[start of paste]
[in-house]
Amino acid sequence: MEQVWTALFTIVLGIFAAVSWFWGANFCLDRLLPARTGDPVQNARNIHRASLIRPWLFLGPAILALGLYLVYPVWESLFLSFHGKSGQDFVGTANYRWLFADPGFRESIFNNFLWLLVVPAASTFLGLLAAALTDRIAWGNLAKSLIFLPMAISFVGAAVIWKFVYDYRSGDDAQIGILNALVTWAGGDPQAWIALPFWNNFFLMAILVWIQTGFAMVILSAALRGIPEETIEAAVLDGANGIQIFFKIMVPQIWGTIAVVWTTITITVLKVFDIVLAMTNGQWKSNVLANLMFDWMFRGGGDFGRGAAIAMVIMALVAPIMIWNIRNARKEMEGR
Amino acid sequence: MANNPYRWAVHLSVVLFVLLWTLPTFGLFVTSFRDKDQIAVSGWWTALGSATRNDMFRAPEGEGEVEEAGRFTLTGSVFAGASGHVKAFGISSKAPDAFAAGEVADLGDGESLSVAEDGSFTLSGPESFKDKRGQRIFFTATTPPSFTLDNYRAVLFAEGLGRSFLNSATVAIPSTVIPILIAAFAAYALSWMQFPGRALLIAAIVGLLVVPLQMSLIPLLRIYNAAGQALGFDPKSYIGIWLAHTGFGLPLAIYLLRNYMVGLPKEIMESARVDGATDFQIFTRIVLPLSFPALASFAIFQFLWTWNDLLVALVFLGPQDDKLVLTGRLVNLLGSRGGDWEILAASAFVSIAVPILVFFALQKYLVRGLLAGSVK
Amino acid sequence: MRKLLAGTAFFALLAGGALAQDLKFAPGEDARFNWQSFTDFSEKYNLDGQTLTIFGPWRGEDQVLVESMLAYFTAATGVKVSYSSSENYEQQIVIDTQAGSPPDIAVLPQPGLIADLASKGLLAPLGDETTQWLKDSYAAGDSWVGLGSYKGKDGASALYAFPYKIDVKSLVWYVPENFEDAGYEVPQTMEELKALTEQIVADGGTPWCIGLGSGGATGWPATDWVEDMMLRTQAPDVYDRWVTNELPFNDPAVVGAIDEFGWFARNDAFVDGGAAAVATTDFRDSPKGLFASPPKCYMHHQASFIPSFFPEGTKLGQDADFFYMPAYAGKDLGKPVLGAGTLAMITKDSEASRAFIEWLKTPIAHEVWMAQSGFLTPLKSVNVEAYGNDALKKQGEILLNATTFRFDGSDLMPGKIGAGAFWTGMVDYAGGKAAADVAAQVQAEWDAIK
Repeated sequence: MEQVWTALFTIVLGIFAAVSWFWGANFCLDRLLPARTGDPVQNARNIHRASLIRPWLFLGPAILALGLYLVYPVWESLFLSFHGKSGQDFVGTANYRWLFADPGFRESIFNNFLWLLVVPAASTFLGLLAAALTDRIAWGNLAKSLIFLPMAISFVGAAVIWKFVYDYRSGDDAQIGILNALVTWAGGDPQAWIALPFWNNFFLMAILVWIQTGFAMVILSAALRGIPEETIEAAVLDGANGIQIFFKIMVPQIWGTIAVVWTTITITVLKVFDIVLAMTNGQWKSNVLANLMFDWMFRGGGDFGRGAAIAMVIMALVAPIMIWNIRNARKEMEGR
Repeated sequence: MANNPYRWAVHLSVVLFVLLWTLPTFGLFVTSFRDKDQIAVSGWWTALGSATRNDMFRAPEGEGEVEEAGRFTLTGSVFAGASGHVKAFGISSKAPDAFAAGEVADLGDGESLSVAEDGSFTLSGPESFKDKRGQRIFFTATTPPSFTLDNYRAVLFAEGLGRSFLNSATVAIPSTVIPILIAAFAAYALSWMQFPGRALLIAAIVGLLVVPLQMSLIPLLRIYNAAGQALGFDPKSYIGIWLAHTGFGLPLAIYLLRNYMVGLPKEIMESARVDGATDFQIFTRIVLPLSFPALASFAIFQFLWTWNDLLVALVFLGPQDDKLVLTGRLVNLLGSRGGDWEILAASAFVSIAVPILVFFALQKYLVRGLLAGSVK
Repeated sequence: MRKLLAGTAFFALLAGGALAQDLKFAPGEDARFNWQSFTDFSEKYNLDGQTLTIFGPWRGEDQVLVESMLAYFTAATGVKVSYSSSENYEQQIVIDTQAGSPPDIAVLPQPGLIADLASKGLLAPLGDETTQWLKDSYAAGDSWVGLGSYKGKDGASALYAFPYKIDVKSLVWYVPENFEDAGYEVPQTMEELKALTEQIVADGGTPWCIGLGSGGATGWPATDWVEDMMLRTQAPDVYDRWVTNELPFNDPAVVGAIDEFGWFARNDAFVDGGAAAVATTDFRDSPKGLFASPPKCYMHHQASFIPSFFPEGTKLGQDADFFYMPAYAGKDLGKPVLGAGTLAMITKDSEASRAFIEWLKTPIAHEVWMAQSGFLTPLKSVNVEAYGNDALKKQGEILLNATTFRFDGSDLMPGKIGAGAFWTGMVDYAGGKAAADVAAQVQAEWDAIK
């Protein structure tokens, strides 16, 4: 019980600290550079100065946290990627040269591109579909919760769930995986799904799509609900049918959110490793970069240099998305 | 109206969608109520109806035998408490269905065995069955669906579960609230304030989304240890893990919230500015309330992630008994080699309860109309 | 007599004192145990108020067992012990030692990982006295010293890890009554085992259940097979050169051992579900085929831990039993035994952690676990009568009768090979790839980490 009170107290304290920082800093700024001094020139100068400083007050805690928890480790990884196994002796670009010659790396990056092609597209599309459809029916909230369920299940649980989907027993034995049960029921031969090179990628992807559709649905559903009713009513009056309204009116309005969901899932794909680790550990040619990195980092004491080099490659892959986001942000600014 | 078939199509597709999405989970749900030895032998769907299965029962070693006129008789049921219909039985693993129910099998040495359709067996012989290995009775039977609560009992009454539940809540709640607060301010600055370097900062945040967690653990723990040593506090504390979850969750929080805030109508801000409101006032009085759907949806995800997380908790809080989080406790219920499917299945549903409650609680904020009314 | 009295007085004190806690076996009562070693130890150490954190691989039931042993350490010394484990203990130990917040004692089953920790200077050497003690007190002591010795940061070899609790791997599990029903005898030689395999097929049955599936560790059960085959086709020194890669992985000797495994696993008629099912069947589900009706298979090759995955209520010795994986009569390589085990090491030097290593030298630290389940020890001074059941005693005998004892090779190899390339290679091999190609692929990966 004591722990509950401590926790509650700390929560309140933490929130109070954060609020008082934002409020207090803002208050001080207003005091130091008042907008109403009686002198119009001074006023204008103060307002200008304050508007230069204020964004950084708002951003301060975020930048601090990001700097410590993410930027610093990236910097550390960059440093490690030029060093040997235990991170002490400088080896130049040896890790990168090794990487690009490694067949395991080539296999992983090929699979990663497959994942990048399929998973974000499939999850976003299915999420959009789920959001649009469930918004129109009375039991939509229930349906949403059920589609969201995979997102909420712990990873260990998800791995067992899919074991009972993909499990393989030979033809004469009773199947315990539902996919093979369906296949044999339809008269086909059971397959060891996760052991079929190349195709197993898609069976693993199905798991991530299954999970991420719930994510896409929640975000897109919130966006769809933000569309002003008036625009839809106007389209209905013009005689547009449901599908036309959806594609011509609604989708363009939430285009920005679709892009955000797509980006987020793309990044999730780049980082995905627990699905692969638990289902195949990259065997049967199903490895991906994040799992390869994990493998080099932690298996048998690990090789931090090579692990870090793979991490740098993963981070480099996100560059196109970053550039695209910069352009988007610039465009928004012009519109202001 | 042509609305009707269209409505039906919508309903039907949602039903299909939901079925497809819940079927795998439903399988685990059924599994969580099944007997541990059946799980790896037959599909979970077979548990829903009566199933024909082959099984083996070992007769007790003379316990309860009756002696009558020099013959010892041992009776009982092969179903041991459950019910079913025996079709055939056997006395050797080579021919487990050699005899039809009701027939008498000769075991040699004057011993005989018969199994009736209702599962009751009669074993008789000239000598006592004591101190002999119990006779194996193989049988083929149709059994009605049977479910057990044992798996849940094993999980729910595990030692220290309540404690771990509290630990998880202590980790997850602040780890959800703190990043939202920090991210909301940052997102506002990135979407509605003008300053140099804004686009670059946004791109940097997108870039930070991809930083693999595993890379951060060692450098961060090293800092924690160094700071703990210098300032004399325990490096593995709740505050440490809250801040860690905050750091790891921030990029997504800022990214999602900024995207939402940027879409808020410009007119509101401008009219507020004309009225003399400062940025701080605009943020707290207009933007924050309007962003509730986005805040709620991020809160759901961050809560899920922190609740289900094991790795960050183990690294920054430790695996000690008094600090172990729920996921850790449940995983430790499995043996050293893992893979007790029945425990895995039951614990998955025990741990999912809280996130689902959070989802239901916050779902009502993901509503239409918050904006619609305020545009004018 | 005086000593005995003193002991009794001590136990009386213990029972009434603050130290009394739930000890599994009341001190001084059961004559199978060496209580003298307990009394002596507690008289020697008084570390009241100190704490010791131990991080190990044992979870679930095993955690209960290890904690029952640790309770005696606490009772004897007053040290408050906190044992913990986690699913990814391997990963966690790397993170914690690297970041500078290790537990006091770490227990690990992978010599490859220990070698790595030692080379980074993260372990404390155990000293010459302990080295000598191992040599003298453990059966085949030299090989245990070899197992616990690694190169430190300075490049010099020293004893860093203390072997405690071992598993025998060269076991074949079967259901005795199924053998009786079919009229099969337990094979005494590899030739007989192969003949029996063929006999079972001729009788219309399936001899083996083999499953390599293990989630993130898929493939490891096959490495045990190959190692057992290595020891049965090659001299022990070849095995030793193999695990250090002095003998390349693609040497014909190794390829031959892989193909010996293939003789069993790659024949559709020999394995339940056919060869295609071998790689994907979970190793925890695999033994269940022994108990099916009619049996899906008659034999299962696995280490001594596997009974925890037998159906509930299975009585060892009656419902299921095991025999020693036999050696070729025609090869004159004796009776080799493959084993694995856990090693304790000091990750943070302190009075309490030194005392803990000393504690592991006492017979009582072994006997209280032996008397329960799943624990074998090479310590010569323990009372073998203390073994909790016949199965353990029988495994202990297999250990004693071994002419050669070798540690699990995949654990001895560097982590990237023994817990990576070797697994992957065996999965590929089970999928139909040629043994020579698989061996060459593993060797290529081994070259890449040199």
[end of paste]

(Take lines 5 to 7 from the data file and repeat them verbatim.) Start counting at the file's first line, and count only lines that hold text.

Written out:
Repeated sequence: MEQVWTALFTIVLGIFAAVSWFWGANFCLDRLLPARTGDPVQNARNIHRASLIRPWLFLGPAILALGLYLVYPVWESLFLSFHGKSGQDFVGTANYRWLFADPGFRESIFNNFLWLLVVPAASTFLGLLAAALTDRIAWGNLAKSLIFLPMAISFVGAAVIWKFVYDYRSGDDAQIGILNALVTWAGGDPQAWIALPFWNNFFLMAILVWIQTGFAMVILSAALRGIPEETIEAAVLDGANGIQIFFKIMVPQIWGTIAVVWTTITITVLKVFDIVLAMTNGQWKSNVLANLMFDWMFRGGGDFGRGAAIAMVIMALVAPIMIWNIRNARKEMEGR
Repeated sequence: MANNPYRWAVHLSVVLFVLLWTLPTFGLFVTSFRDKDQIAVSGWWTALGSATRNDMFRAPEGEGEVEEAGRFTLTGSVFAGASGHVKAFGISSKAPDAFAAGEVADLGDGESLSVAEDGSFTLSGPESFKDKRGQRIFFTATTPPSFTLDNYRAVLFAEGLGRSFLNSATVAIPSTVIPILIAAFAAYALSWMQFPGRALLIAAIVGLLVVPLQMSLIPLLRIYNAAGQALGFDPKSYIGIWLAHTGFGLPLAIYLLRNYMVGLPKEIMESARVDGATDFQIFTRIVLPLSFPALASFAIFQFLWTWNDLLVALVFLGPQDDKLVLTGRLVNLLGSRGGDWEILAASAFVSIAVPILVFFALQKYLVRGLLAGSVK
Repeated sequence: MRKLLAGTAFFALLAGGALAQDLKFAPGEDARFNWQSFTDFSEKYNLDGQTLTIFGPWRGEDQVLVESMLAYFTAATGVKVSYSSSENYEQQIVIDTQAGSPPDIAVLPQPGLIADLASKGLLAPLGDETTQWLKDSYAAGDSWVGLGSYKGKDGASALYAFPYKIDVKSLVWYVPENFEDAGYEVPQTMEELKALTEQIVADGGTPWCIGLGSGGATGWPATDWVEDMMLRTQAPDVYDRWVTNELPFNDPAVVGAIDEFGWFARNDAFVDGGAAAVATTDFRDSPKGLFASPPKCYMHHQASFIPSFFPEGTKLGQDADFFYMPAYAGKDLGKPVLGAGTLAMITKDSEASRAFIEWLKTPIAHEVWMAQSGFLTPLKSVNVEAYGNDALKKQGEILLNATTFRFDGSDLMPGKIGAGAFWTGMVDYAGGKAAADVAAQVQAEWDAIK